Lillian Faderman can tell you exactly where she was standing on June 28, 1970: at the intersection of Hollywood Boulevard and Highland Avenue.
She no longer feels the tears that coursed down her cheeks at that busy corner on that summer night. But she will never forget the scene that caused them: hundreds of people marching down Hollywood Boulevard in the nation’s first legally permitted gay pride parade.
There were men bedecked in fairy wings. Go-go dancers on a flatbed truck. The Metropolitan Community Church choir in flowing robes singing “Onward Christian Soldiers.”
“I just remember thinking, ‘This is so fantastic,’” Faderman said of that long-ago celebration. She was 30 at the time, and she watched the parade in front of a diner called Coffee Dan’s, her partner by her side. “I remember crying. Who could believe [the parade] would happen in this area, where it was so scary to be gay?”
Over the last 50 years, that first ragtag parade evolved into the annual L.A. Pride observance, a controversial, three-day extravaganza drawing hundreds of thousands of spectators and costing millions of dollars to stage. But what should have been the biggest celebration in its long history — its 2020 golden anniversary bash — was a dim vestige of every Pride event that went before it.
Live Pride functions were canceled because of the coronavirus, replaced in late June by a televised and live-streamed “virtual parade,” which felt like a three-hour Zoom meeting with commercials and Disney rainbow merchandise.
An All Black Lives Matter march to pay homage to Black transgender people was held June 14, the date originally chosen for the 2020 Pride event, in West Hollywood, Pride’s usual place; it, too, was mired in controversy.
When L.A. Pride emerges from quarantine at some foggy date in the future, chances are it won’t look much like its old self. The parade, which moved to West Hollywood in 1979, is leaving its longtime home and heading off for parts unknown.
West Hollywood officials must reimagine a future without the blockbuster event in their city, which was incorporated to great acclaim in 1984. The Christopher Street West Assn., which has produced L.A. Pride from the start and owns the name, must find a new venue for the parade.
While organizers figure out what L.A. Pride’s next chapter might bring, they would do well to look to the celebration’s past: to the painful events that led to that first foray down Hollywood Boulevard; to the men and women who were there 50 years ago, whose numbers are dwindling fast; to a time when politics and partying were in better balance.
To the summer of 1970.
L.A. Pride began with a letter.
In June 1969, New York police had raided a Greenwich Village gay bar called the Stonewall Inn. Unlike at other raids, this time the patrons fought back, changing the face of the gay rights movement.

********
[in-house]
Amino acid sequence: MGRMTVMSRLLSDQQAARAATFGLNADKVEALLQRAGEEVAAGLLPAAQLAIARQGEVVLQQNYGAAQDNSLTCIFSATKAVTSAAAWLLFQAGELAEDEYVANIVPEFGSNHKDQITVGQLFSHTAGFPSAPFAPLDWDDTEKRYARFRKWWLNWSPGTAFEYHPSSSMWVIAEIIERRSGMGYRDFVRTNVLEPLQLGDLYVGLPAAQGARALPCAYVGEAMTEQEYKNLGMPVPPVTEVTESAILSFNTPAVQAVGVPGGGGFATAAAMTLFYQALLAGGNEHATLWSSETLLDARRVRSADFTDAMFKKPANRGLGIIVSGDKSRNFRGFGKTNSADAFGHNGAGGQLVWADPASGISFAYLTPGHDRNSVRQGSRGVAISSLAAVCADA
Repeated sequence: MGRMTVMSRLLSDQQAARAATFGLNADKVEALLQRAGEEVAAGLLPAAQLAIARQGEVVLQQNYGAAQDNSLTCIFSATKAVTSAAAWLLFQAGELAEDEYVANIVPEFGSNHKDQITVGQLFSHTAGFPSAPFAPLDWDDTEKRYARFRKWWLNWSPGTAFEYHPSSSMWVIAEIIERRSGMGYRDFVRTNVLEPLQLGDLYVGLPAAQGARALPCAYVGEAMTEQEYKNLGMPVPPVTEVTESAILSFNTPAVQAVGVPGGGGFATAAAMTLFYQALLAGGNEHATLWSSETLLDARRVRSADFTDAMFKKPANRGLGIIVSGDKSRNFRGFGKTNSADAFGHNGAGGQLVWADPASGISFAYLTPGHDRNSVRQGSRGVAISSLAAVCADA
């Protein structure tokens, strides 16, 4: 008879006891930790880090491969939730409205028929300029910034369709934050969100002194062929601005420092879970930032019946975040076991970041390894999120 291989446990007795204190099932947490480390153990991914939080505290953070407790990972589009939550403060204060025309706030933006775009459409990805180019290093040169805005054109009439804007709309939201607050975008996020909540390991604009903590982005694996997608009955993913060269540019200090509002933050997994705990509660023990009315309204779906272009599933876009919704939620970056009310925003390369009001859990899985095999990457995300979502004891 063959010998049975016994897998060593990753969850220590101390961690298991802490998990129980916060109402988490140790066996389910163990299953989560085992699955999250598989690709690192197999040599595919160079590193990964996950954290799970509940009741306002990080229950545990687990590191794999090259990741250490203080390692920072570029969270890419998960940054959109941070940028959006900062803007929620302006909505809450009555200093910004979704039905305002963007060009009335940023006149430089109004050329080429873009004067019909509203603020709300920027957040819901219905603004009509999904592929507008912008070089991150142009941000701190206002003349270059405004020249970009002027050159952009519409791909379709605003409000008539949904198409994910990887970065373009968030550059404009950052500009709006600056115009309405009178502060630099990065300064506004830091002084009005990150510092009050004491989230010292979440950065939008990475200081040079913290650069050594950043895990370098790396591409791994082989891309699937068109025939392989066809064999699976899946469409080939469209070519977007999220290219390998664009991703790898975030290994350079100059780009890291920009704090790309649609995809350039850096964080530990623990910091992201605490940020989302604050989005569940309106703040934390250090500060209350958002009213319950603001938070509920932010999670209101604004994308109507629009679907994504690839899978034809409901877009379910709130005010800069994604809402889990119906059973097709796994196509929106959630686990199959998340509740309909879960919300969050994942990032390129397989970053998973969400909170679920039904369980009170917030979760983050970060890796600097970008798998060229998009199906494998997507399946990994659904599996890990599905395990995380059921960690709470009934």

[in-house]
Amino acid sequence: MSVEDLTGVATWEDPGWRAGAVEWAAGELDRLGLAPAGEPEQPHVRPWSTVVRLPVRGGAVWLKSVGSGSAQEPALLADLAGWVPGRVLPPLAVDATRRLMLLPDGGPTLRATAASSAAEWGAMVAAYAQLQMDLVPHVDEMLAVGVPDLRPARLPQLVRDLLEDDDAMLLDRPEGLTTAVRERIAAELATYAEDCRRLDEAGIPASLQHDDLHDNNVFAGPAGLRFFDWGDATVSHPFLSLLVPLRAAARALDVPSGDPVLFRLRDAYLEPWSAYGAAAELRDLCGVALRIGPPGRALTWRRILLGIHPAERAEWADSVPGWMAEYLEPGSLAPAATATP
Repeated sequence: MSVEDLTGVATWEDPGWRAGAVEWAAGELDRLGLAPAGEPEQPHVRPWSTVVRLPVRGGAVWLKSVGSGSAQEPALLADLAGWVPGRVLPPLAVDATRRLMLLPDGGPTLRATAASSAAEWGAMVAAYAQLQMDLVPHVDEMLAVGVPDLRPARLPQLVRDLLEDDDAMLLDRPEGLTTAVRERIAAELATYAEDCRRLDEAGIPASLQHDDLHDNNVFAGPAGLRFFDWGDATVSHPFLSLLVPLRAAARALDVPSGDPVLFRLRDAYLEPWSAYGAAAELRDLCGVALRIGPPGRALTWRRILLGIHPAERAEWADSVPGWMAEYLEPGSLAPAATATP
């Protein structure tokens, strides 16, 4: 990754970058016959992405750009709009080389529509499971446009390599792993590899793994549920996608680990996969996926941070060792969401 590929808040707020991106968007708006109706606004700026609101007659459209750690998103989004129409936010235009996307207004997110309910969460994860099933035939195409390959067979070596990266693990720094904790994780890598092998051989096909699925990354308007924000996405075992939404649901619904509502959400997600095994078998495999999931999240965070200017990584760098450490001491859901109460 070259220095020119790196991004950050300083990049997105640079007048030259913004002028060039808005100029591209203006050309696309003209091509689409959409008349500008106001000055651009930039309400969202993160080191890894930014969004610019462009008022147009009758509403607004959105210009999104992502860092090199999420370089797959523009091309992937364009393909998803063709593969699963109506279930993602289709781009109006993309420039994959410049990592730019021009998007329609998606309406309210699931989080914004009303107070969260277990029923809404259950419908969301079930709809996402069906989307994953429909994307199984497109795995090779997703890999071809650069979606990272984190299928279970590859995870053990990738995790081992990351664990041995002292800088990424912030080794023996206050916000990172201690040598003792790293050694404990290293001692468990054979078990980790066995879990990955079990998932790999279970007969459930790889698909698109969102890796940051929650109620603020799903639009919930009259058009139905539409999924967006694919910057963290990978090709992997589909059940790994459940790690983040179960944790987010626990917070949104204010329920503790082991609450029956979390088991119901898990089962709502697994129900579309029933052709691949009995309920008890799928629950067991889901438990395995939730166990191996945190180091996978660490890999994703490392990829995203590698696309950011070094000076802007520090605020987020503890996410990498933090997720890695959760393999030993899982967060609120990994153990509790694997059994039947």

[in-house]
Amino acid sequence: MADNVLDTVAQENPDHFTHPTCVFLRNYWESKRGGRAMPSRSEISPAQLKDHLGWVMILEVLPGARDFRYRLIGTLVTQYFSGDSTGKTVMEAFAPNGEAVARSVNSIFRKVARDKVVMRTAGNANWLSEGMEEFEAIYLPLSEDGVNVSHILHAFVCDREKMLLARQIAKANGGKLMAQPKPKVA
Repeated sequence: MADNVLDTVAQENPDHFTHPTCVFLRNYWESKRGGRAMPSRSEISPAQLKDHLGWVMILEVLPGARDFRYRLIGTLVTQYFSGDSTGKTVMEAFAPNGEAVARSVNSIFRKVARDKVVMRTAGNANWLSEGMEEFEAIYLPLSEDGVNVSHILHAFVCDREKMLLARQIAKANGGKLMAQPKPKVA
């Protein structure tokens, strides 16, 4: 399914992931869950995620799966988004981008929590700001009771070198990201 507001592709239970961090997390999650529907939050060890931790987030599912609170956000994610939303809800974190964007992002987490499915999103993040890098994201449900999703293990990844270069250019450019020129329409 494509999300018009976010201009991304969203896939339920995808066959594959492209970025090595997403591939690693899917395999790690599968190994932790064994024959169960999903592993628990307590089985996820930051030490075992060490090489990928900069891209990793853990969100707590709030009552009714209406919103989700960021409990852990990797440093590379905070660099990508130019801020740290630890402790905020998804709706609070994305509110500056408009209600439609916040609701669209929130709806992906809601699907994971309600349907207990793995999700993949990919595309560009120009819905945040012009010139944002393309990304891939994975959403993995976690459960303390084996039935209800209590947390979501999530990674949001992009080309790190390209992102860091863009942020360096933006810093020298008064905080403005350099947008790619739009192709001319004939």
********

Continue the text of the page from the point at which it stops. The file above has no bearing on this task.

As the first anniversary of the Stonewall Rebellion neared, activists in New York wanted the uprising commemorated around the country. Looking to Los Angeles, they wrote to Morris Kight, a well-known peace activist and co-founder of the Gay Liberation Front, asking him about organizing an event. What happened next depends on whom you talk to.
This is how the Rev. Troy Perry, founder of the Metropolitan Community Church, tells it: “Morris said, ‘I think we ought to have a demonstration.’ I said, ‘No, no, no. I think we ought to have a parade. This is Hollywood, this is L.A. ... Let’s celebrate our pride.’”
The first time Perry, Kight, and their friend Bob Humphries went before the Los Angeles Police Commission to ask for a parade permit for Hollywood Boulevard, Perry did the talking. He wore a black suit and a white minister’s collar. The permit was in the church’s name. The men decided not to use the word “homosexual” right off the bat. They figured their chances with the conservative commission might be better that way.
They were wrong. The commissioners already knew who they were. They pressed Perry about just whom he represented. They asked about “this ‘church,’ in quote marks,” said Perry, whose church was one of the first in the world to embrace homosexuals, as they were referred to at the time. Finally, he’d had enough.
“I said, ‘I represent the homosexual community in Los Angeles,’” Perry recounted. “You would have thought I’d shot someone in the room. It got very nasty, very quick. I could hear it in their voices. [Police Chief] Edward M. Davis said, ‘I’d rather have thieves and burglars march down the street.’”
The commission granted the parade permit, but with onerous conditions, including a $1-million bond “to pay for the property damage that will happen when people throw rocks and bricks at you,” Perry said. And a $500,000 cash bond to pay for police to protect the gay marchers.